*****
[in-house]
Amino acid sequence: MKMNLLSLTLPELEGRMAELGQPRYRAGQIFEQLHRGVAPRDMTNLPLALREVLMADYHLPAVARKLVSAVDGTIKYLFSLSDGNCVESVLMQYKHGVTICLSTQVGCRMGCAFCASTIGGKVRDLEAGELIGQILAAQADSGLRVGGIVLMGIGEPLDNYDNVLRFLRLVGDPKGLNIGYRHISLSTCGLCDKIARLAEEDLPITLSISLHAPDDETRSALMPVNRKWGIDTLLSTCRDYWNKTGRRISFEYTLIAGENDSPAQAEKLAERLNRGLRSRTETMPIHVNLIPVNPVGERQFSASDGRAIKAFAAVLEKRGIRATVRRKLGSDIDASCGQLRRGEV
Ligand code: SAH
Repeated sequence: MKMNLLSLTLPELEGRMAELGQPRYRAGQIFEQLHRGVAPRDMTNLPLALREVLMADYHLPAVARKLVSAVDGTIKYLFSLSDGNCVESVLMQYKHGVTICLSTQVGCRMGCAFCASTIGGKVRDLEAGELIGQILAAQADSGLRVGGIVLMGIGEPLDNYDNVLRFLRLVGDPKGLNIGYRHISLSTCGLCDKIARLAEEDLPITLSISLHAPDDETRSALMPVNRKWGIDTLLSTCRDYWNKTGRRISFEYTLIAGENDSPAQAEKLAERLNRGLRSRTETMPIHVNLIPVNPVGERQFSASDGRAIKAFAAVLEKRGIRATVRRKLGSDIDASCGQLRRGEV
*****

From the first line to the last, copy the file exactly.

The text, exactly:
[in-house]
Amino acid sequence: MKMNLLSLTLPELEGRMAELGQPRYRAGQIFEQLHRGVAPRDMTNLPLALREVLMADYHLPAVARKLVSAVDGTIKYLFSLSDGNCVESVLMQYKHGVTICLSTQVGCRMGCAFCASTIGGKVRDLEAGELIGQILAAQADSGLRVGGIVLMGIGEPLDNYDNVLRFLRLVGDPKGLNIGYRHISLSTCGLCDKIARLAEEDLPITLSISLHAPDDETRSALMPVNRKWGIDTLLSTCRDYWNKTGRRISFEYTLIAGENDSPAQAEKLAERLNRGLRSRTETMPIHVNLIPVNPVGERQFSASDGRAIKAFAAVLEKRGIRATVRRKLGSDIDASCGQLRRGEV
Ligand code: SAH
Repeated sequence: MKMNLLSLTLPELEGRMAELGQPRYRAGQIFEQLHRGVAPRDMTNLPLALREVLMADYHLPAVARKLVSAVDGTIKYLFSLSDGNCVESVLMQYKHGVTICLSTQVGCRMGCAFCASTIGGKVRDLEAGELIGQILAAQADSGLRVGGIVLMGIGEPLDNYDNVLRFLRLVGDPKGLNIGYRHISLSTCGLCDKIARLAEEDLPITLSISLHAPDDETRSALMPVNRKWGIDTLLSTCRDYWNKTGRRISFEYTLIAGENDSPAQAEKLAERLNRGLRSRTETMPIHVNLIPVNPVGERQFSASDGRAIKAFAAVLEKRGIRATVRRKLGSDIDASCGQLRRGEV